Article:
There are also libraries bordering Madison Heights that share items via MILibraryCard, including the Troy Public Library, 510 W. Big Beaver Road, and the various branches of the Warren Public Library, including the Civic Center Library, One City Square, Suite 100; the Dorothy M. Busch Branch, 23333 Ryan Road; the Arthur J. Miller Branch, 5460 Arden Ave., inside of the Warren Community Center; and the Maybelle Burnette Branch, 23345 Van Dyke Ave.

Madison Heights library users can access the TLN libraries using their current physical or virtual library cards. To use the MILibraryCard program, users can request a free-of-charge MILibraryCard label that is placed on their physical Madison Heights library card. Items borrowed using the label should be directly returned to the source library, while items borrowed using the TLN system can be returned to any library within the system.

To apply for a library card, visit

Vanessa Verdun-Morris, director of the Madison Heights Public Library, said via email that preparation for the renovations was quite involving. Much of the collection was palletized for onsite storage, and will be relocated within the building as the renovation crew works on different areas. When the work is done, the items will be removed from the pallets and placed in their new locations.

Staff workstations also had to be reconfigured to function out of the back storage and delivery areas. Three staff members have been assigned to assist at the Clawson, Ferndale and Hazel Park libraries, which Madison Heights residents can use during the closure. The remainder of staff will be at the Madison Heights library providing curbside services or working on special projects, such as testing and developing usage procedures for the new makerspace equipment.

“The renovation is in line with our city’s strategic goal of providing accessible and quality library services with sufficient technology, materials, hours and staff to meet community needs,” Verdun-Morris said. “Over the past year, the library has been converting desktops to laptops. The mobile computers and hotspots allow people to use library technology where it’s most convenient and comfortable for their needs. Post-renovation, space previously used by desktop computers can be used for technology that is not yet mobile, and requires a steeper learning curve, like 3D and sublimation printers.”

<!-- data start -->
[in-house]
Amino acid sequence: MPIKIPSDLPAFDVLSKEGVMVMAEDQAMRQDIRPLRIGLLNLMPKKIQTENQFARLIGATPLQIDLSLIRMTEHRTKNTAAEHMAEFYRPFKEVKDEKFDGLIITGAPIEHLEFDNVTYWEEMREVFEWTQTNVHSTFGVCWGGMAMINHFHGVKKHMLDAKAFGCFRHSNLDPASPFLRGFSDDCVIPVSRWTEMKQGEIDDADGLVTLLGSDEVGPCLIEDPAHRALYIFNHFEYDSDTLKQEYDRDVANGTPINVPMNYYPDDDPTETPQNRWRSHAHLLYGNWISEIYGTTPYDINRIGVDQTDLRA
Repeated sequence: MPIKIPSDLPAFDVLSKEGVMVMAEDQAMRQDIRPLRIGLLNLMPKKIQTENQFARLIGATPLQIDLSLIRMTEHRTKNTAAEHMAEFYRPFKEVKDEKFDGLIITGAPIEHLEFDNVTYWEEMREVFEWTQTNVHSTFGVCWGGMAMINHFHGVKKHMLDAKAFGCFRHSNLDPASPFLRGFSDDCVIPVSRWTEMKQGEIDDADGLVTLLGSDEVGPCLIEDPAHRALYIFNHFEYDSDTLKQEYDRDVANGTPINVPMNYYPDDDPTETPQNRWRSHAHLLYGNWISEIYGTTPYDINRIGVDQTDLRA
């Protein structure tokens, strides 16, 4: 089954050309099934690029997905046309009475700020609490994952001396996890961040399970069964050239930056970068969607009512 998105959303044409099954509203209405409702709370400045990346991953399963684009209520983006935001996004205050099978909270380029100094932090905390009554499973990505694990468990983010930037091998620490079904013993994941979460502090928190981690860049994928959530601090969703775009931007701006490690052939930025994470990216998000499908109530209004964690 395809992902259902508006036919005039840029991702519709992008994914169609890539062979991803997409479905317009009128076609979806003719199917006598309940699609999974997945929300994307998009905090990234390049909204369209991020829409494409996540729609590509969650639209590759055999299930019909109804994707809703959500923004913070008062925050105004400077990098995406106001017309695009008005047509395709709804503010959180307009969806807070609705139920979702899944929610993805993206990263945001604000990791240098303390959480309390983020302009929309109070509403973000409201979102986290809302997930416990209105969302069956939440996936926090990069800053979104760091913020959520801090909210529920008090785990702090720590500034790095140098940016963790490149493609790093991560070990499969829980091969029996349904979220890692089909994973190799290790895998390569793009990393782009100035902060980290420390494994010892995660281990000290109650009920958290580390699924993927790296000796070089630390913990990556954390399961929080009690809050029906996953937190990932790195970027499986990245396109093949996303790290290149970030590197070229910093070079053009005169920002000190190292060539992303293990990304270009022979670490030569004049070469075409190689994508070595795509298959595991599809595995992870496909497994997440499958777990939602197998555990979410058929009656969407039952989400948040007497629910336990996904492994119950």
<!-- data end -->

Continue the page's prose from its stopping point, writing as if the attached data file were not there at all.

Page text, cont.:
She noted that relocating the Breckenridge Room to the former City Council chambers has allowed the library to create a more welcoming area for teens.

“Despite being located near one of the city’s high schools (Lamphere), the library has not seen a huge amount of teen clientele,” Verdun-Morris observed. “By creating a section specifically designed with teens and tweens in mind, the library hopes to increase the number of teens using library services. Reconfiguring the children’s area with an eye toward early childhood development will provide families with children an educational but also enjoyable experience. Current plans include ensuring the storytime area of the children’s section has early literacy-appropriate toys.”

She also said there are goals for more collaboration with the Active Adult Center in 2023.

“In the past, the library has collaborated with the Active Adult Center for book discussions, and the Active Adult Center supplied the walkers that library patrons use while browsing the collection,” Verdun-Morris said. “The convenience for active adults being able to visit both the Active Adult Center (once the new one is built next door) and the public library in a single trip will save people time and transportation money.”

Melissa Marsh, the city manager of Madison Heights, said the changes are long overdue.

“Our residents have been asking for major renovation of the library for many years,” Marsh said via email. “I am thrilled to be able to make those much-needed changes.”